“If a nation's literature declines, the nation atrophies and decays.” (Ezra Pound Quotes) Ezra Pound was not a man of many words, but he certainly did have a knack for turning simple words into something beautiful. Pounds’ poetry was influenced by his fascination with Benito Mussolini and the Fascist movement, the time of his stay in St. Elizabeth’s Hospital and the concept of Imagism.
It is safe to say that Ezra Pound did not live a boring life growing up. He was born on October 30, 1885 in Hailey, Idaho. However, he was brought up in Wyncote, Philadelphia. At the small age of 12, Pound’s father, Hoomer Loomis Pound, sent him to military school. His father’s occupation was an assistant assayer at the U.S. Mint. Pound was the only child from his father, Hoomer Loomis Pound, and his mother, Mary Parker Wadsworth Weston. The family was your average, middle-class family. His mother, was more of a traditional woman. “A family that has respect for tradition,” were the words that often came out of her mouth. (Ezra (Weston Loomis) Pound Biography) In the year 1905, Pound received a bachelor degree of philosophy from Hamilton College and a master’s degree from University of Pennsylvania in 1906. After he graduated in 1907, his first teaching gig was teaching Spanish and French at a small Presbyterian college in Indiana. He was shortly fired from that occupation, due to the accused charges of seducing a young woman. Pound was never found guilty.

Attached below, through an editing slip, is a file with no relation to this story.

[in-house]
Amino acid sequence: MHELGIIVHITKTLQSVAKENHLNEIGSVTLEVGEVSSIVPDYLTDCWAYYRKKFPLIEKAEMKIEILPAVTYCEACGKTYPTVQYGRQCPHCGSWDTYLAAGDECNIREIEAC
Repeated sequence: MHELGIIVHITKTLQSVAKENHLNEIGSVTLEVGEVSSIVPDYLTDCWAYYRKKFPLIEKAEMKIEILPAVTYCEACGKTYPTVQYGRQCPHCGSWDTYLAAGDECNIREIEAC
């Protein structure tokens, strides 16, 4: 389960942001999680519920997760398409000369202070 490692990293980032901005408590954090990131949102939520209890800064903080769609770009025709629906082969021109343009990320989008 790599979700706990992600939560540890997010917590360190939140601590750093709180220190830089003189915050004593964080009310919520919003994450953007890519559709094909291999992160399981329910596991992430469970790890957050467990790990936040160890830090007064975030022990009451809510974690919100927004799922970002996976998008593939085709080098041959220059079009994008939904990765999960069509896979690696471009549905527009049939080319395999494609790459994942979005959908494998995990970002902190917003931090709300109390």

One of the main influences in Ezra Pound’s poetry was Benito Mussolini and the Fascism beliefs. The whole interest and fascination began around 1924, when Pound left England and went to Italy with his second wife Olga Rudge. He left England because he believed they were responsible for the usury and international capitalism for the war. “Mussolini seemed to have